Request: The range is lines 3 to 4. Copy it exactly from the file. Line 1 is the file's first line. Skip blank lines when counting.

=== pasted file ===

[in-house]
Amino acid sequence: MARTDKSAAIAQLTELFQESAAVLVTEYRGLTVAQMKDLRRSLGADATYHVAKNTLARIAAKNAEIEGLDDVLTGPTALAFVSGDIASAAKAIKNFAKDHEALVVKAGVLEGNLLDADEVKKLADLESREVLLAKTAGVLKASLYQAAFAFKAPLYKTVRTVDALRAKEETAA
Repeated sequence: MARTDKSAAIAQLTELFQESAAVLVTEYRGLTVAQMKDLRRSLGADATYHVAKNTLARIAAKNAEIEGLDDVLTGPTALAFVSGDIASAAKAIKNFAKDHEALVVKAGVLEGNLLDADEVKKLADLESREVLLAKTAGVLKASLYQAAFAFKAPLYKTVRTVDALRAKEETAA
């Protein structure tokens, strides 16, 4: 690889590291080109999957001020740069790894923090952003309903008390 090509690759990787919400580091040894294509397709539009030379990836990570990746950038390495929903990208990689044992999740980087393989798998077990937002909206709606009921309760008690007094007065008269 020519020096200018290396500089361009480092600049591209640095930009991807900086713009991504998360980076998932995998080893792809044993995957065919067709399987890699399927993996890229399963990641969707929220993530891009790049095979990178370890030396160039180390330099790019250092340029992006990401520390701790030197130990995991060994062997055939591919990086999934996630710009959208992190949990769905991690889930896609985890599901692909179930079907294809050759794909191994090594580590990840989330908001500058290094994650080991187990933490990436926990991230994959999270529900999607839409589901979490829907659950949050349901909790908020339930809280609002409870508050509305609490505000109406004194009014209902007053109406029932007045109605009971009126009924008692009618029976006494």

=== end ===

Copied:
Repeated sequence: MARTDKSAAIAQLTELFQESAAVLVTEYRGLTVAQMKDLRRSLGADATYHVAKNTLARIAAKNAEIEGLDDVLTGPTALAFVSGDIASAAKAIKNFAKDHEALVVKAGVLEGNLLDADEVKKLADLESREVLLAKTAGVLKASLYQAAFAFKAPLYKTVRTVDALRAKEETAA
């Protein structure tokens, strides 16, 4: 690889590291080109999957001020740069790894923090952003309903008390 090509690759990787919400580091040894294509397709539009030379990836990570990746950038390495929903990208990689044992999740980087393989798998077990937002909206709606009921309760008690007094007065008269 020519020096200018290396500089361009480092600049591209640095930009991807900086713009991504998360980076998932995998080893792809044993995957065919067709399987890699399927993996890229399963990641969707929220993530891009790049095979990178370890030396160039180390330099790019250092340029992006990401520390701790030197130990995991060994062997055939591919990086999934996630710009959208992190949990769905991690889930896609985890599901692909179930079907294809050759794909191994090594580590990840989330908001500058290094994650080991187990933490990436926990991230994959999270529900999607839409589901979490829907659950949050349901909790908020339930809280609002409870508050509305609490505000109406004194009014209902007053109406029932007045109605009971009126009924008692009618029976006494």